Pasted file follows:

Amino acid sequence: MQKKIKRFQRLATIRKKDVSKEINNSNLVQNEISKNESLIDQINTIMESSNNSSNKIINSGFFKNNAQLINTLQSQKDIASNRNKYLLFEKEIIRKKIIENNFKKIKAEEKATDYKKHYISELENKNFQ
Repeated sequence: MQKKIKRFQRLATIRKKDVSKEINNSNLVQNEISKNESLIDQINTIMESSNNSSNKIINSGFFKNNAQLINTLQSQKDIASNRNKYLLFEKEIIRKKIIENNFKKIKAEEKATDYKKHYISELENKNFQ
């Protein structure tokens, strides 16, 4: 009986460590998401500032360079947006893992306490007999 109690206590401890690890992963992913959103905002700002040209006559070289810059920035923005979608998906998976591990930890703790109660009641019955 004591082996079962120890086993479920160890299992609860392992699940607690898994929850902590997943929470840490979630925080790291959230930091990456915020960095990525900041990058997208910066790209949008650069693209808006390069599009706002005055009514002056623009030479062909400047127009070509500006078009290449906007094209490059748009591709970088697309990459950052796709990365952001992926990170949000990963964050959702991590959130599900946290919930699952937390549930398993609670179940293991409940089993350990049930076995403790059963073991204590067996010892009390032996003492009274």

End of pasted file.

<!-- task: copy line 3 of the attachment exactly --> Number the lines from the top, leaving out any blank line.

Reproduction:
């Protein structure tokens, strides 16, 4: 009986460590998401500032360079947006893992306490007999 109690206590401890690890992963992913959103905002700002040209006559070289810059920035923005979608998906998976591990930890703790109660009641019955 004591082996079962120890086993479920160890299992609860392992699940607690898994929850902590997943929470840490979630925080790291959230930091990456915020960095990525900041990058997208910066790209949008650069693209808006390069599009706002005055009514002056623009030479062909400047127009070509500006078009290449906007094209490059748009591709970088697309990459950052796709990365952001992926990170949000990963964050959702991590959130599900946290919930699952937390549930398993609670179940293991409940089993350990049930076995403790059963073991204590067996010892009390032996003492009274």